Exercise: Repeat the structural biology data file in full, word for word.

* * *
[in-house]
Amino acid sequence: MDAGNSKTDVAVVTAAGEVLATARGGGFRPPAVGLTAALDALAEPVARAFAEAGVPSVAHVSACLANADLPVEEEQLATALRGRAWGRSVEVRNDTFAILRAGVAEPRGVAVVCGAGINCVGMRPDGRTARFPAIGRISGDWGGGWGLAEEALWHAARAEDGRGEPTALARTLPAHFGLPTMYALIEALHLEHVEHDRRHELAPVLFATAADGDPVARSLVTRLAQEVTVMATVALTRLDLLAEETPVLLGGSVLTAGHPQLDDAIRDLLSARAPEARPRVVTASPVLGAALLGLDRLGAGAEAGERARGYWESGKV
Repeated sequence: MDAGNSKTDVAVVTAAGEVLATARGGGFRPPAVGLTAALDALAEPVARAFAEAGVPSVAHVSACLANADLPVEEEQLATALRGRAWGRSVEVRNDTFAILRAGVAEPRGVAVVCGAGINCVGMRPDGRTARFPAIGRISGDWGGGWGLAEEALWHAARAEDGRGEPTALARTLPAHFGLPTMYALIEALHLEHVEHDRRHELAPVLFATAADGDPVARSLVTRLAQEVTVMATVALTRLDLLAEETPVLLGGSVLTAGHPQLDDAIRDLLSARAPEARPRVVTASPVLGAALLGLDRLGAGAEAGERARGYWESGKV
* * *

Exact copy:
[in-house]
Amino acid sequence: MDAGNSKTDVAVVTAAGEVLATARGGGFRPPAVGLTAALDALAEPVARAFAEAGVPSVAHVSACLANADLPVEEEQLATALRGRAWGRSVEVRNDTFAILRAGVAEPRGVAVVCGAGINCVGMRPDGRTARFPAIGRISGDWGGGWGLAEEALWHAARAEDGRGEPTALARTLPAHFGLPTMYALIEALHLEHVEHDRRHELAPVLFATAADGDPVARSLVTRLAQEVTVMATVALTRLDLLAEETPVLLGGSVLTAGHPQLDDAIRDLLSARAPEARPRVVTASPVLGAALLGLDRLGAGAEAGERARGYWESGKV
Repeated sequence: MDAGNSKTDVAVVTAAGEVLATARGGGFRPPAVGLTAALDALAEPVARAFAEAGVPSVAHVSACLANADLPVEEEQLATALRGRAWGRSVEVRNDTFAILRAGVAEPRGVAVVCGAGINCVGMRPDGRTARFPAIGRISGDWGGGWGLAEEALWHAARAEDGRGEPTALARTLPAHFGLPTMYALIEALHLEHVEHDRRHELAPVLFATAADGDPVARSLVTRLAQEVTVMATVALTRLDLLAEETPVLLGGSVLTAGHPQLDDAIRDLLSARAPEARPRVVTASPVLGAALLGLDRLGAGAEAGERARGYWESGKV